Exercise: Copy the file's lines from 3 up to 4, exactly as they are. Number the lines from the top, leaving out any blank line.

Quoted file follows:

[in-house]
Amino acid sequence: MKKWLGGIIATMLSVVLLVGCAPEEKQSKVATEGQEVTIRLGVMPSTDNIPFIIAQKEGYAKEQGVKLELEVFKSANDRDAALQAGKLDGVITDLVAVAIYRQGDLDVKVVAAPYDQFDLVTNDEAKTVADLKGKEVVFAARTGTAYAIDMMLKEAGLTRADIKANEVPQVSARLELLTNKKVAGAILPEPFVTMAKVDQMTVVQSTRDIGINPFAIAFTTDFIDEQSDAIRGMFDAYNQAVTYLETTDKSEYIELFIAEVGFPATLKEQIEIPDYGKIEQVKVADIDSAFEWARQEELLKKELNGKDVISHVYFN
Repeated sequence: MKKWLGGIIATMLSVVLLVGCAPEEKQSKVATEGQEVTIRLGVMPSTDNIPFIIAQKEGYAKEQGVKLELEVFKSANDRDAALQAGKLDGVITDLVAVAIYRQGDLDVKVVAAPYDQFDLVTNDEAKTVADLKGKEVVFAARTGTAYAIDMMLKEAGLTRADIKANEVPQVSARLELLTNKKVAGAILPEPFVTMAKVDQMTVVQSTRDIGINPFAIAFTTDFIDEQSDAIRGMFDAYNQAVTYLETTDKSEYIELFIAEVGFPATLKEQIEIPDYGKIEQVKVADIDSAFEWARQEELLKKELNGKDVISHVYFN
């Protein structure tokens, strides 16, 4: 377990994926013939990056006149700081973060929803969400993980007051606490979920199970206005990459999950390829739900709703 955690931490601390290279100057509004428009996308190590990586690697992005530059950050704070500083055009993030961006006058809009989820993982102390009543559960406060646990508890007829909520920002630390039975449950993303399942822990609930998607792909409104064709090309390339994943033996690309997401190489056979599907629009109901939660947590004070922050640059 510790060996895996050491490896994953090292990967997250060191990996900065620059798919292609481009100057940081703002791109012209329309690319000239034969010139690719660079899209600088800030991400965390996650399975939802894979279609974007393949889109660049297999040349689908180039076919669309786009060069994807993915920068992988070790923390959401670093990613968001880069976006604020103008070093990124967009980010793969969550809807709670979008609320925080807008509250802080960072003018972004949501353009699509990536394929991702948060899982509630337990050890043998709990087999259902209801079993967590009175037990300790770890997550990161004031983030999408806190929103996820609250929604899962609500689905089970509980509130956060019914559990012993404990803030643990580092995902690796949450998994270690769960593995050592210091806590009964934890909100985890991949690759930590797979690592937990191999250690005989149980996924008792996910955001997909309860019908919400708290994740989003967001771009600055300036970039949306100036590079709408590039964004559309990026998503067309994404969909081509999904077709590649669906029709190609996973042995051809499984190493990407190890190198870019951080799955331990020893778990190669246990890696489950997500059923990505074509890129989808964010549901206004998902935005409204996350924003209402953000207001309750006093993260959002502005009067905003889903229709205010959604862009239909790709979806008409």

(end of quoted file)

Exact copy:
Repeated sequence: MKKWLGGIIATMLSVVLLVGCAPEEKQSKVATEGQEVTIRLGVMPSTDNIPFIIAQKEGYAKEQGVKLELEVFKSANDRDAALQAGKLDGVITDLVAVAIYRQGDLDVKVVAAPYDQFDLVTNDEAKTVADLKGKEVVFAARTGTAYAIDMMLKEAGLTRADIKANEVPQVSARLELLTNKKVAGAILPEPFVTMAKVDQMTVVQSTRDIGINPFAIAFTTDFIDEQSDAIRGMFDAYNQAVTYLETTDKSEYIELFIAEVGFPATLKEQIEIPDYGKIEQVKVADIDSAFEWARQEELLKKELNGKDVISHVYFN
């Protein structure tokens, strides 16, 4: 377990994926013939990056006149700081973060929803969400993980007051606490979920199970206005990459999950390829739900709703 955690931490601390290279100057509004428009996308190590990586690697992005530059950050704070500083055009993030961006006058809009989820993982102390009543559960406060646990508890007829909520920002630390039975449950993303399942822990609930998607792909409104064709090309390339994943033996690309997401190489056979599907629009109901939660947590004070922050640059 510790060996895996050491490896994953090292990967997250060191990996900065620059798919292609481009100057940081703002791109012209329309690319000239034969010139690719660079899209600088800030991400965390996650399975939802894979279609974007393949889109660049297999040349689908180039076919669309786009060069994807993915920068992988070790923390959401670093990613968001880069976006604020103008070093990124967009980010793969969550809807709670979008609320925080807008509250802080960072003018972004949501353009699509990536394929991702948060899982509630337990050890043998709990087999259902209801079993967590009175037990300790770890997550990161004031983030999408806190929103996820609250929604899962609500689905089970509980509130956060019914559990012993404990803030643990580092995902690796949450998994270690769960593995050592210091806590009964934890909100985890991949690759930590797979690592937990191999250690005989149980996924008792996910955001997909309860019908919400708290994740989003967001771009600055300036970039949306100036590079709408590039964004559309990026998503067309994404969909081509999904077709590649669906029709190609996973042995051809499984190493990407190890190198870019951080799955331990020893778990190669246990890696489950997500059923990505074509890129989808964010549901206004998902935005409204996350924003209402953000207001309750006093993260959002502005009067905003889903229709205010959604862009239909790709979806008409």